Harris was considered a favorite throughout Biden's search, and she's been a regular surrogate campaigner and fundraiser for him since he became the presumptive nominee.
They'll nonetheless have to paper over differences exposed during the primary campaign, from Harris' initial support for a single-payer health insurance system and the Green New Deal to her deeply personal debate-stage broadside against Biden over his opposition to federally mandated busing to integrate public schools in the 1970s.
Trump seized on those dynamics, tagging Harris as "Phony Kamala" and casting her as the latest evidence that Biden, a five-decade veteran of the Democratic establishment, is captive to his party's left flank.
White House adviser Kellyanne Conway on Wednesday insisted Harris is "very much part of the radical left" and suggested the senator will have a hard time not outshining Biden, whose age and fitness for office Conway frequently mocks. "He's overshadowed basically by almost everyone he comes in contact with," she said.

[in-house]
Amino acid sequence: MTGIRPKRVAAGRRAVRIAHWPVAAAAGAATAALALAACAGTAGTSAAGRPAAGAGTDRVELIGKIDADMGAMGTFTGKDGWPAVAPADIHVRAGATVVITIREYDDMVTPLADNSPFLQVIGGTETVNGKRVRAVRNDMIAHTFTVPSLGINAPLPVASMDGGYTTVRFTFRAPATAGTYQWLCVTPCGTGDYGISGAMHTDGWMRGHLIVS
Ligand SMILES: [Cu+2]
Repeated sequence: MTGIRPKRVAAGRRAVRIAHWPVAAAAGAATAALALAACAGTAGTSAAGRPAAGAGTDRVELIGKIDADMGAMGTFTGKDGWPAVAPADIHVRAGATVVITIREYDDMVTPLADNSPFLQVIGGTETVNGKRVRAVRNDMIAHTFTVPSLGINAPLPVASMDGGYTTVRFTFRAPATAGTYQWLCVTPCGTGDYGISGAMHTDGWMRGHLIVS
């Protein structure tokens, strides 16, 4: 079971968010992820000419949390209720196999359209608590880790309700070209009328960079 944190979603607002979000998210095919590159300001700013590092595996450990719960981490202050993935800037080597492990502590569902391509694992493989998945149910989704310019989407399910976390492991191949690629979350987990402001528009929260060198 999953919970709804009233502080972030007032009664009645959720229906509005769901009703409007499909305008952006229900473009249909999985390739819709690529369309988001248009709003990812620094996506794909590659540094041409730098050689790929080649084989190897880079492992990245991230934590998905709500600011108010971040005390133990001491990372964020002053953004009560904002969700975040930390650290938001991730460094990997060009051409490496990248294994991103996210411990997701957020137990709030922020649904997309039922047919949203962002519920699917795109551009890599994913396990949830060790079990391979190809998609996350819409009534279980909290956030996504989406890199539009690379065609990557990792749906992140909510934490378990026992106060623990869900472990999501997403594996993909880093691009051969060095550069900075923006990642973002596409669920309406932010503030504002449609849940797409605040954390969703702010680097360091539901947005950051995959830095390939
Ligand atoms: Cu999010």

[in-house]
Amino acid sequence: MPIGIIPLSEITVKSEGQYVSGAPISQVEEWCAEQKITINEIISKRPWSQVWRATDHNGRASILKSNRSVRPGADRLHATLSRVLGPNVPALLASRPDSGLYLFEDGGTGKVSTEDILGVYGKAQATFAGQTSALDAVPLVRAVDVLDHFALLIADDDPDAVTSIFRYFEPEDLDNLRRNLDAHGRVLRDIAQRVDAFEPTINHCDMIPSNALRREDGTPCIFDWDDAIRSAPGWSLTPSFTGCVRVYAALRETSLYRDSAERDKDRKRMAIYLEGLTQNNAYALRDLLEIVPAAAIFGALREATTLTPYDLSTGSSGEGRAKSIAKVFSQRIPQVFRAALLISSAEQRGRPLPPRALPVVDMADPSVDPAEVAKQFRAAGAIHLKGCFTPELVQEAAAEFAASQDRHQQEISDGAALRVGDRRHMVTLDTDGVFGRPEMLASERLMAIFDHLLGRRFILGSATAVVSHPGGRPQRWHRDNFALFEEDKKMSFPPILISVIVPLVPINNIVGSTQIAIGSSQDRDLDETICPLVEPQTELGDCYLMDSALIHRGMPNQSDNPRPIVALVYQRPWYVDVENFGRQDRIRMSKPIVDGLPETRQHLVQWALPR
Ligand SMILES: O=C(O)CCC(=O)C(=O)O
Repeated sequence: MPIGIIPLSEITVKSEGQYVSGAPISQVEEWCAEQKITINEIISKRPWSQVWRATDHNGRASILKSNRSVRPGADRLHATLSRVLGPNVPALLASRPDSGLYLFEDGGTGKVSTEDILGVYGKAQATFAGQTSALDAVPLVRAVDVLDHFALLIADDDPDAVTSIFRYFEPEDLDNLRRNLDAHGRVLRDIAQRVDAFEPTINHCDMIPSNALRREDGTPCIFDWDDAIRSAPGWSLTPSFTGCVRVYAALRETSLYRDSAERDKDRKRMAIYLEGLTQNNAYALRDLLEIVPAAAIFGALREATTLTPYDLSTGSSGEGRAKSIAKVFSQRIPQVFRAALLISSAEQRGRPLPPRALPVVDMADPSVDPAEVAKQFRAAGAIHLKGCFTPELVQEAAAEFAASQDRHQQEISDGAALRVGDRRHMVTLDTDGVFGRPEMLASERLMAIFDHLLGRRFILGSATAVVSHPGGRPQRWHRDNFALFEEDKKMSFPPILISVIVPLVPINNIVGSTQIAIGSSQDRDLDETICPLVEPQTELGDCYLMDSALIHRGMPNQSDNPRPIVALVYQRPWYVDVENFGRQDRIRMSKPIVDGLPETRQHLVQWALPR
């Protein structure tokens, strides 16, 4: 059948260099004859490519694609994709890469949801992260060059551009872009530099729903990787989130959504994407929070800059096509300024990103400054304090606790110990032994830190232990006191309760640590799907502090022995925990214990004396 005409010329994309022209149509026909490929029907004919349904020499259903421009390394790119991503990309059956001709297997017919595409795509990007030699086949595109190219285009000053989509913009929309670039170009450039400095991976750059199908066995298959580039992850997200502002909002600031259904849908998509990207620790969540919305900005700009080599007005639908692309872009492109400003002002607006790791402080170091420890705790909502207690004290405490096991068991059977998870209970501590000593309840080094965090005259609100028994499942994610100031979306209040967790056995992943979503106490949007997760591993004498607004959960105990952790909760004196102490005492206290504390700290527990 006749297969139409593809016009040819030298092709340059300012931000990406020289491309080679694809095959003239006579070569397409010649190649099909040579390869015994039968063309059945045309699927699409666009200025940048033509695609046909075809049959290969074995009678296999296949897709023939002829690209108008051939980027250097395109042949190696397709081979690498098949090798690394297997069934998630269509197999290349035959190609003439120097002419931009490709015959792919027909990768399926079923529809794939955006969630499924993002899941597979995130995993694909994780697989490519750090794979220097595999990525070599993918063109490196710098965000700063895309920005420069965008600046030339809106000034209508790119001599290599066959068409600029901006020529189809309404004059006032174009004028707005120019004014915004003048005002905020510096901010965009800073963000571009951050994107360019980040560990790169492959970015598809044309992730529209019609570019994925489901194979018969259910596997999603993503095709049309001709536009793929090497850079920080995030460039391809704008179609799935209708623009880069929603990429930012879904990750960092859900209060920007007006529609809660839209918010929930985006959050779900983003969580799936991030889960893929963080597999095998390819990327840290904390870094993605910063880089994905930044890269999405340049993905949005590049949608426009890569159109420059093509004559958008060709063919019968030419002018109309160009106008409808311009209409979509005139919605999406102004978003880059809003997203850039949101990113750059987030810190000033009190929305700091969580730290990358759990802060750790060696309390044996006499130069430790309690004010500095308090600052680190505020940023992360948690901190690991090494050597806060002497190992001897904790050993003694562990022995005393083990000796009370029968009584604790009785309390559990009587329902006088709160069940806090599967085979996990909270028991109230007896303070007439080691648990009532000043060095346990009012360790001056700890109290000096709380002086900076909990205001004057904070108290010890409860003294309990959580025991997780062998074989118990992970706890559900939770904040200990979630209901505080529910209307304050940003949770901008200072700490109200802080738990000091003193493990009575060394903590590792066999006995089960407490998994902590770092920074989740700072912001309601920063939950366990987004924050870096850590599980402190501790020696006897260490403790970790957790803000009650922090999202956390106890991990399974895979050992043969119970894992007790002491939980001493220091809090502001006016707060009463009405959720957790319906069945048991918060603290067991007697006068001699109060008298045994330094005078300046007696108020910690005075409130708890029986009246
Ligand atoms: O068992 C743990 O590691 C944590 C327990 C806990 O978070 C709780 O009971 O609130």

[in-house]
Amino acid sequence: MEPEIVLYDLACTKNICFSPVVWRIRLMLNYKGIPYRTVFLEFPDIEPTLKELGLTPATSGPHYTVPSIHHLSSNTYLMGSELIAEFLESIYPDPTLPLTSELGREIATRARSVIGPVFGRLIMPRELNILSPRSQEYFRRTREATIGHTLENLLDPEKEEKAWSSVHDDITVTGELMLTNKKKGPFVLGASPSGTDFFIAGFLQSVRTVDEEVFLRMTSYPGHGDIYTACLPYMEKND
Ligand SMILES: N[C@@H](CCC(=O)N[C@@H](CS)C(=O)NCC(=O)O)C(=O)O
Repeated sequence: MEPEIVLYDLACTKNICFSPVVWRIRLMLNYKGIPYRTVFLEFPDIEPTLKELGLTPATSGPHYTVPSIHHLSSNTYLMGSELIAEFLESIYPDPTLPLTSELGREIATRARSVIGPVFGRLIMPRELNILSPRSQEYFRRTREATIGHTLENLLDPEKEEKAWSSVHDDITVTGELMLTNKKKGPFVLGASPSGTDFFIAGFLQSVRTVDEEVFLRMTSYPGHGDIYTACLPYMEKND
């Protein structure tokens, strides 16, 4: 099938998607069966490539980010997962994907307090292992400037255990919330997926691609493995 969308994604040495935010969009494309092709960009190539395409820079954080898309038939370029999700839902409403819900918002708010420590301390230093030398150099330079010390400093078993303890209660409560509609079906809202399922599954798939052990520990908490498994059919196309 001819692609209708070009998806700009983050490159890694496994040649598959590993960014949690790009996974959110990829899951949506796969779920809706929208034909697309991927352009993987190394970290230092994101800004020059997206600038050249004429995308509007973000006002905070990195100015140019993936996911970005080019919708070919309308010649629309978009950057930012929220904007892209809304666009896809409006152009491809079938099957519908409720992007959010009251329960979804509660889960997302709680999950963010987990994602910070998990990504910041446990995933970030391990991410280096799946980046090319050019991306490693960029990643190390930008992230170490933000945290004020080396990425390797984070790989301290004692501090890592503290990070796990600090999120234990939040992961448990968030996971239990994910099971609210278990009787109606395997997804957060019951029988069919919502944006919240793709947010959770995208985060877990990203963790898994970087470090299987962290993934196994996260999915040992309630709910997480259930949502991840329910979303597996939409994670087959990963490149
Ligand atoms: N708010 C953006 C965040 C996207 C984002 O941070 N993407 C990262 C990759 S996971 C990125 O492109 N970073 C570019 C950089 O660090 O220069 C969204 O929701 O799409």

Biden's campaign seemed prepared for the counteroffensive, noting that just weeks ago, Trump said Harris would be a "fine choice." And campaign finance records show that Trump contributed as a private citizen to Harris' attorney general campaigns in California. Harris was elected to the Senate in 2016.
Further muddying the GOP message, national operatives on Wednesday highlighted progressives' criticism of Harris' record as a prosecutor and California attorney general, essentially criticizing her as part of the Democratic establishment.
Indeed, Harris no longer supports a single-payer health insurance system, aligning instead with Biden's proposal to add a public insurance option to compete alongside private plans. Still, Harris memorably raised her hand during one Democratic primary debate when candidates were asked whether they could back a system that scrapped private health insurance altogether.